Home Depot Foundation Committing $500 Million to Veteran Causes by 2025

The booming construction industry could be bursting through the roof if we had enough skilled laborers to fill all the positions available. According to the U.S. Bureau of Labor Statistics (BLS), there's a chronic shortage of skilled laborers in this sector in the U.S. made acute by the need to rebuild or build new homes due to natural disasters over the past few years.  

The Home Depot Foundation recently committed to increase their 2018 natural disaster relief aid for hurricane, flood and wildfire recovery to $4.8 million, with up to $500,000 going towards California wildfire relief, and $50 million towards training 20,000 tradespeople over the next 10 years to relieve the chronic shortage of skilled laborers in the construction sector.

Thousands of skilled laborers are still needed in Houston, Puerto Rico, Florida, Georgia, Alabama and as the smoke settles, the need will be great in California and Arizona as well.  

The chronic shortage is not only due to natural disasters. Fewer and fewer young people have been choosing to go into traditional construction industry and skilled labor positions or into new technological versions of them. According to the BLS, as of March 2018, 158,000 jobs were unfilled in the sector. They project the total employment number of construction laborers will increase 10.5% by 2026. 

The problem is not just a shortage, but that workers don’t live in the areas where the jobs are, and many can’t afford to travel back and forth or relocate to fill the jobs available.

Right now, by some estimations, the U.S. is losing billions of dollars-worth of revenue opportunities a year in this sector due to the lack of skilled workers, according to a Fox News report. 

The Home Depot Foundation, has already begun training newly released members of the military, veterans, at-risk youth and residents of the Atlanta Westside community through programs with the Home Builders Institute.  

Shannon Gerber, executive director of The Home Depot Foundation said in a statement, "We're thrilled to train 20,000 next-generation plumbers, electricians, carpenters and beyond. It's a true honor to welcome our first classes of separating soldiers as they transition to civilian life and into successful careers in the trades."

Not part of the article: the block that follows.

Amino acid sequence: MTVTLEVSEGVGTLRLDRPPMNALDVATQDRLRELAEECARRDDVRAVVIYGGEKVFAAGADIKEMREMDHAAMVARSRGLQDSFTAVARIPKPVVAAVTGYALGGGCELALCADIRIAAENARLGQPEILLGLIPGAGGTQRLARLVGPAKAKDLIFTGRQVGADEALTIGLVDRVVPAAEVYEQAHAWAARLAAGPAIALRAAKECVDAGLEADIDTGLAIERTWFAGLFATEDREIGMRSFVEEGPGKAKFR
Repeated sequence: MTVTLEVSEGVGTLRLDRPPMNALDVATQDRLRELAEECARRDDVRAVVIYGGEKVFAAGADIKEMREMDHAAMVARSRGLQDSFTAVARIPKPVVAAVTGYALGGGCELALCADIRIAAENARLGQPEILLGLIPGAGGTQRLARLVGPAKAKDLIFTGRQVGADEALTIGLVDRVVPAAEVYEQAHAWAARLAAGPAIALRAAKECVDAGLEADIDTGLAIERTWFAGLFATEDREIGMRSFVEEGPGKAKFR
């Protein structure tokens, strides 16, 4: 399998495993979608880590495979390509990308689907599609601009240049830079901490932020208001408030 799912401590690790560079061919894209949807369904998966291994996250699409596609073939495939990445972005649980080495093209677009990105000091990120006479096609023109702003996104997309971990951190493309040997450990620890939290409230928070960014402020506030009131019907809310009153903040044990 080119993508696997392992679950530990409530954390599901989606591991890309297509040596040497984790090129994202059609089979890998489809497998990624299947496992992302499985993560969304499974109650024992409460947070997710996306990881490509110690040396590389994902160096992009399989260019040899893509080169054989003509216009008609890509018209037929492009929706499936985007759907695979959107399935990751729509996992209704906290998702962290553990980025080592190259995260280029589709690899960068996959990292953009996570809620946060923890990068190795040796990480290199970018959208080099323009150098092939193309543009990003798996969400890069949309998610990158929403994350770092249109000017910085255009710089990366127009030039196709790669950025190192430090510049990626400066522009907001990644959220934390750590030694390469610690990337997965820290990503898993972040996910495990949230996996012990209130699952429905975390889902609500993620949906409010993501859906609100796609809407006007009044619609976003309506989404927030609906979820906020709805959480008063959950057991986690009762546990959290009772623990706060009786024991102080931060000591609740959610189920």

“The Home Depot Foundation has been supporting veteran causes since 2011 and recently completed its commitment to invest $250 million, but we’re not stopping there,” said Home Depot chairman, CEO and president Craig Menear. “We’re committing another $250 million by 2025 bringing our total investment to half a billion.”

Through partnerships with national and local nonprofits, the foundation completed its quarter billion- dollar commitment two years early, resulting in improvements to more than 40,000 veterans’ homes and facilities since the original pledge was made. The organization will continue to work with nonprofits including Volunteers of America, Semper Fi Fund and Gary Sinise Foundation and many others, to end veteran homelessness, perform critical home repairs for senior veterans and serve critically wounded veterans.

“Giving back to our nation’s heroes is a part of our DNA at The Home Depot,” said Gerber. “We’re proud to partner with the best nonprofits in the nation to solve veteran issues and serve our servicemen and women who dedicated their lives to our country and sacrificed so much.”

The foundation has expanded on a pilot trades program successfully launched in Ft. Stewart, Georgia and Ft. Bragg, North Carolina in 2017, for newly released military personnel in partnership with HBI – a nonprofit dedicated to providing education, career development, and training which also offers job placement services for the building industry.